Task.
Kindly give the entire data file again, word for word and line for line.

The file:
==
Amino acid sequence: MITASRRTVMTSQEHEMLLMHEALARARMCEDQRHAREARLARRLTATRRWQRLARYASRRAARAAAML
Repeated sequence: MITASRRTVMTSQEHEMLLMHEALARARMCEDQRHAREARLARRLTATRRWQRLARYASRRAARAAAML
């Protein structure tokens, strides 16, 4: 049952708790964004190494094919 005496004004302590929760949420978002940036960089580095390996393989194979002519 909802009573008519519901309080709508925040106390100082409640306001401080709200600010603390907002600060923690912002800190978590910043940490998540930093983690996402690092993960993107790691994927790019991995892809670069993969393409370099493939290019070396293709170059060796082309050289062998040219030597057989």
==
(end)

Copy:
Amino acid sequence: MITASRRTVMTSQEHEMLLMHEALARARMCEDQRHAREARLARRLTATRRWQRLARYASRRAARAAAML
Repeated sequence: MITASRRTVMTSQEHEMLLMHEALARARMCEDQRHAREARLARRLTATRRWQRLARYASRRAARAAAML
């Protein structure tokens, strides 16, 4: 049952708790964004190494094919 005496004004302590929760949420978002940036960089580095390996393989194979002519 909802009573008519519901309080709508925040106390100082409640306001401080709200600010603390907002600060923690912002800190978590910043940490998540930093983690996402690092993960993107790691994927790019991995892809670069993969393409370099493939290019070396293709170059060796082309050289062998040219030597057989």